Even if your kids are the most adventurous eaters, beans, dark, leafy greens, and fish can often be a hard sell to kids, meaning it’s even more difficult for them to get the magnesium they need, whether or not they have ADHD.
Studies dating back to the 1920’s show that magnesium plays a significant role in mental health and psychiatric care of all kinds, which is why it comes as no surprise that magnesium is often prescribed to children who struggle with certain symptoms of Attention Deficit Hyperactivity Disorder (ADHD).
Magnesium deficiency leads to trouble concentrating, sleep problems, and muscle twitches even for those without ADHD, so the added factor of having such a condition complicates life in many ways for kids. Because of its little known effects on the brain and nervous system, magnesium is thought to be a multifaceted approach to treating ADHD in children.
What Does ADHD in Children Look Like?
There are some misconceptions about how ADHD presents itself in children. It’s important to note that ADHD is a condition that must be diagnosed, and not an adjective for an energetic little munchkin!
An active child ≠ a child with ADHD.
On average, ADHD will affect about 5% of school-aged children. The primary symptoms are related to difficulty controlling attention, and regulating behaviour and activity levels (impulsivity/hyperactivity).
ADHD is caused by a unique blend of genetics and environmental conditions. It tends to run in families, so it’s not uncommon for parents of children with ADHD to have some form of the condition themselves.
Different Symptoms for Different People
Historically, ADHD has been more common in boys, or at least, more readily diagnosed in boys. This is suspected to be because of the difference in the way the condition presents itself in boys compared to their female counterparts. ADHD symptoms in girls and women are more subtle, and thus harder to identify. In boys they tend to be very obvious and external, e.g impulsivity, lack of focus, etc.
Research has shown this parallel difference in symptoms, concluding that where boys show externalized symptoms, girls show internalized symptoms such as low self esteem and inattentiveness. Additionally, girls tend to lean towards being more verbally aggressive, instead of being physically aggressive, which is common for boys. It is these subtle differences that make it harder for girls and women to be diagnosed and treated, and can lead to more behaviour complications and other symptoms.
Trademark ADHD Symptoms in Boys:
- Inability to focus, sit still, and be attentive
- Impulsivity, “acting out”
- Regularly interrupting the conversations and activities of others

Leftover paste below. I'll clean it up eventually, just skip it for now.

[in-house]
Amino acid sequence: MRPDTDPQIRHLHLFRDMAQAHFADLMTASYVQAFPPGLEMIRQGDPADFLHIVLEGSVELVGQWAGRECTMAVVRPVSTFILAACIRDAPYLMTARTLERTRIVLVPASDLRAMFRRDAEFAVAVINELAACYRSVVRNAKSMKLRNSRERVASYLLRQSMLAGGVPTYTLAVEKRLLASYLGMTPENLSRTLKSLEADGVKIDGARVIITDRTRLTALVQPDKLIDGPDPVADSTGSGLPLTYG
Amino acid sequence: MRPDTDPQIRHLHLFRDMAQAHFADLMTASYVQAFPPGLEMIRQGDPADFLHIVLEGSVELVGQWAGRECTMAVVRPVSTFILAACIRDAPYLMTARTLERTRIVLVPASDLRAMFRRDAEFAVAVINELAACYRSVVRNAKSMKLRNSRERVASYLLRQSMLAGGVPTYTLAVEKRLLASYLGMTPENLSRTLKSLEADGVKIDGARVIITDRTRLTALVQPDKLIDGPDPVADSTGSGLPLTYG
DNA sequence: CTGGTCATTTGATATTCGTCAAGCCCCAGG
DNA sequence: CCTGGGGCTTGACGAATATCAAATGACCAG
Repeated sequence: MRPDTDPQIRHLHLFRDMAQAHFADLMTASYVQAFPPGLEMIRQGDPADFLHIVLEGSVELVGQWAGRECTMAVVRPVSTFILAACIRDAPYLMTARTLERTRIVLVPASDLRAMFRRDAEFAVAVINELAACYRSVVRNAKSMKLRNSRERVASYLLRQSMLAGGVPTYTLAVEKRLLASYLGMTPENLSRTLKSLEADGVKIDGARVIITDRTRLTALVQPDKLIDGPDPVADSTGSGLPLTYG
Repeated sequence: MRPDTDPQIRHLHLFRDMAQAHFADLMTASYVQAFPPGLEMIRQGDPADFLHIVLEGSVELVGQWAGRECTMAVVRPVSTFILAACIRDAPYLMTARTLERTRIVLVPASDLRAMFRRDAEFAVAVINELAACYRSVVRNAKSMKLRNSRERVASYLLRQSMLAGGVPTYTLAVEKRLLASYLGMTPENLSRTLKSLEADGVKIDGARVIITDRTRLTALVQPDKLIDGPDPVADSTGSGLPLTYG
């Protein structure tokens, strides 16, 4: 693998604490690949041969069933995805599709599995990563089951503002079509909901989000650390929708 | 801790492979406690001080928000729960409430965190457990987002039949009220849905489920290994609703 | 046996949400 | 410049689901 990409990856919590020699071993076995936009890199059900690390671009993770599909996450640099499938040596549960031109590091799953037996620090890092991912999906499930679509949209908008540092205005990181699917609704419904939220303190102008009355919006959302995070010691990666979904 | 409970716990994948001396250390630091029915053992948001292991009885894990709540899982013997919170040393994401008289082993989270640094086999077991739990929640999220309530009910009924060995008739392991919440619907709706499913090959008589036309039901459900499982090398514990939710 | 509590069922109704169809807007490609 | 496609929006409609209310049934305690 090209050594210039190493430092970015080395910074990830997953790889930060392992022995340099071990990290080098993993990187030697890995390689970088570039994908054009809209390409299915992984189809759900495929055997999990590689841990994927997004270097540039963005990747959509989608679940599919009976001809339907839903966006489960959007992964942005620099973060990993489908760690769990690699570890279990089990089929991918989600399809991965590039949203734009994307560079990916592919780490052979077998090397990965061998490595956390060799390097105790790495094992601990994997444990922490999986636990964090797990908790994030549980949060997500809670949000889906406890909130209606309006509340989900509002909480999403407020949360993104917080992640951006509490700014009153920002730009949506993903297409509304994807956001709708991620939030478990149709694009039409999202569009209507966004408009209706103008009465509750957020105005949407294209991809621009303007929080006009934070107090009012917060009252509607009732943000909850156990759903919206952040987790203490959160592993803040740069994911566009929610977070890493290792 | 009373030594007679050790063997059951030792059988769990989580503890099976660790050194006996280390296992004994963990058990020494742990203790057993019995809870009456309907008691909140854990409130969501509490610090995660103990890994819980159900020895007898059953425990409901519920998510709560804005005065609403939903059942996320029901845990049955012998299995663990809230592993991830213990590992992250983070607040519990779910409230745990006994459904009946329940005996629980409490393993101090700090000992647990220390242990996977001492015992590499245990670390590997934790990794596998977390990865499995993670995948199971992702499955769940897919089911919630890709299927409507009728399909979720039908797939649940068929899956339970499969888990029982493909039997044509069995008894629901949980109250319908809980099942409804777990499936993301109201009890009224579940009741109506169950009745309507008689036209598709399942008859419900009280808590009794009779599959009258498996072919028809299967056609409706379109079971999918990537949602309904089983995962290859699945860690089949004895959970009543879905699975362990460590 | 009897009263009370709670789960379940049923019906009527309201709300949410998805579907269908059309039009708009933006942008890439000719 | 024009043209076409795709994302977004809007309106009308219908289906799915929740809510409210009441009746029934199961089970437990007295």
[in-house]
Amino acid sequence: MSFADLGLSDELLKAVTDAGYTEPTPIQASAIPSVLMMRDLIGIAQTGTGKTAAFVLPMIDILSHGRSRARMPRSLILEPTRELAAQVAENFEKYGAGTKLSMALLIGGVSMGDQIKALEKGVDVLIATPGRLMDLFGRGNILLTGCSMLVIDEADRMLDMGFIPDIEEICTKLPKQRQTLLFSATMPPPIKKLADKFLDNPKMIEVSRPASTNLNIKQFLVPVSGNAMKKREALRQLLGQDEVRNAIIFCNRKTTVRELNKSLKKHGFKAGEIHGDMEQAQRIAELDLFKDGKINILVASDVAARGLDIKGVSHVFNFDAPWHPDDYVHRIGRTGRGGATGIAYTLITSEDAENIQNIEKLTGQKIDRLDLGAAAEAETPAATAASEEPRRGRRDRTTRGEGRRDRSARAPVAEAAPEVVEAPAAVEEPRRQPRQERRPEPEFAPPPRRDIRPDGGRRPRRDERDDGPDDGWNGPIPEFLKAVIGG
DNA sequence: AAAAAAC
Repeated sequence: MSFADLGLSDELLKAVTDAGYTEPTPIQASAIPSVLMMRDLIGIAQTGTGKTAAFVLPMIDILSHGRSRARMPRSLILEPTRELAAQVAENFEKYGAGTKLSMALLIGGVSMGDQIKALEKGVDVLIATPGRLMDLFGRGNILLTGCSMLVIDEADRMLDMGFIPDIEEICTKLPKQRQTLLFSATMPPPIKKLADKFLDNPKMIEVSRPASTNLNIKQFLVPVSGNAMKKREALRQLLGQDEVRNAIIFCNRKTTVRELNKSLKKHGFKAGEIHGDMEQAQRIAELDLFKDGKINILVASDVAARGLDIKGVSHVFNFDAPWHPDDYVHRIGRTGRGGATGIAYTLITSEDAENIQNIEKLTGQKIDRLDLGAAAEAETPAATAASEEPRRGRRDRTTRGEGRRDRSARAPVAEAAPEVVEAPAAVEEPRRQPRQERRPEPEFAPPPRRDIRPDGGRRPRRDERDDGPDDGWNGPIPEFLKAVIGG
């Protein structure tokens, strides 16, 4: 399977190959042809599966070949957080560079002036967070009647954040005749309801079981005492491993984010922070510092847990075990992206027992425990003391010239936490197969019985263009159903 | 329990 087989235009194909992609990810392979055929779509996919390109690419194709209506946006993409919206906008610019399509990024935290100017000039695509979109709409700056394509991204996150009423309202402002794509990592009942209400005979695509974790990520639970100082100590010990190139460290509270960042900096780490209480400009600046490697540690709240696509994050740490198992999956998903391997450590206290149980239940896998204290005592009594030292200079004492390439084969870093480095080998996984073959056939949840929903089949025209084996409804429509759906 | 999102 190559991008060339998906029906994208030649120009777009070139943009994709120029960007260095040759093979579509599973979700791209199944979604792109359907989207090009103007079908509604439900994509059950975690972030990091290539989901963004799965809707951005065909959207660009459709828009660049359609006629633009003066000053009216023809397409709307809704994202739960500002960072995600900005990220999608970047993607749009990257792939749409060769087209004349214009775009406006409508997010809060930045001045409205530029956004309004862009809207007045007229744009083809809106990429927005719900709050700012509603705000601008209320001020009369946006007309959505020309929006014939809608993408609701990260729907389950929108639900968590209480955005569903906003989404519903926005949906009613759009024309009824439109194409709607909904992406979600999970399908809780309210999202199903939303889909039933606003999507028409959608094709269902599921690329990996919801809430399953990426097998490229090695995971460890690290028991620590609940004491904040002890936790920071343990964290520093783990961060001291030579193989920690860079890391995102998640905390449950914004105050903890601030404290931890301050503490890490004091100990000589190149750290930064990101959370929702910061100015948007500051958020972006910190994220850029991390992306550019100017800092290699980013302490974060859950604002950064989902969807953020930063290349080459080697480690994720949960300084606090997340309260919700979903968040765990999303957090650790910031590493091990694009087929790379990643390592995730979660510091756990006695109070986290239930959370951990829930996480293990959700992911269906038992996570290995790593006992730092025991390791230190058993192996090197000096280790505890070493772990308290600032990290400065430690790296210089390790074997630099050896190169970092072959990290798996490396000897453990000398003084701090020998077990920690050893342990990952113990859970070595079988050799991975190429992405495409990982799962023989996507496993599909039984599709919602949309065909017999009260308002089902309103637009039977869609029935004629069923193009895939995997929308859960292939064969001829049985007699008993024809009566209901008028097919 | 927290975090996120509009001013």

- Hyperactivity, e.g running and hitting
- Talking excessively
ADHD Symptoms in Girls
- Anxiety and seeming withdrawn
- Inability to focus, tendency to daydream
- Difficulty with academic achievement
- Low self-esteem
- Verbal aggression, e.g teasing or name-calling
Hyperactive symptoms (more often characteristic of boys) are much easier to identify than inattentive symptoms (more often characteristic of girls).
Girls or others who don’t exhibit the best known symptoms are often misdiagnosed with a learning disability; or the issue is passed off as one of low motivation or work ethic because these lesser-known signs of ADHD aren’t recognized.
Treatment of the condition, no matter what your child’s symptoms are, is imperative in order to prevent or lessen difficulty in the future with work, school, and relationships. Additionally, people with ADHD are at a higher risk of developing other disorders such as anxiety, depression, or a learning disability, and a combination of treatments can help lessen that possibility.
How Magnesium Helps
For ADHD patients in particular, magnesium helps by acting as a gatekeeper between certain neurotransmitters and their receptors. Glutamate is the best example of this.
Glutamate is an excitatory neurotransmitter whose primary job is to get other cells in the brain excited and ready to perform important tasks like learning new things or forming memories.
However, excess glutamate can over-excite neurons and lead to cell death. Too much glutamate even in those who don’t have ADHD can result in restlessness, insomnia, and anxiety, not to mention ADHD-like symptoms such as trouble focusing. Excess glutamate could exacerbate these symptoms for children with ADHD.
That’s where magnesium comes in.
In order to apply its effects to the body, glutamate must bind with its receptor, called NMDA. Because too much activation can happen easily, the brain needs a tool to regulate the interaction between glutamate and the NMDA receptor. Magnesium is that tool. Magnesium regulates glutamate activation by inhibiting the NMDA receptor, so that the amount of glutamate available is limited. This helps us stay calm and collected.
Studies have found that supplementing magnesium in conjunction with vitamin B6 (both of which are included in Calm Balance) leads to significantly improved anxiety, attention, and hyperactivity, as well as increased attention, work productivity, and task performance.
Natural supplements like magnesium and B vitamins are often used to treat ADHD as part of a combination that may also include therapy or other medications. If you think you or your child may need ADHD treatment, consult a healthcare professional in order to get a diagnosis and begin the best treatment method for you.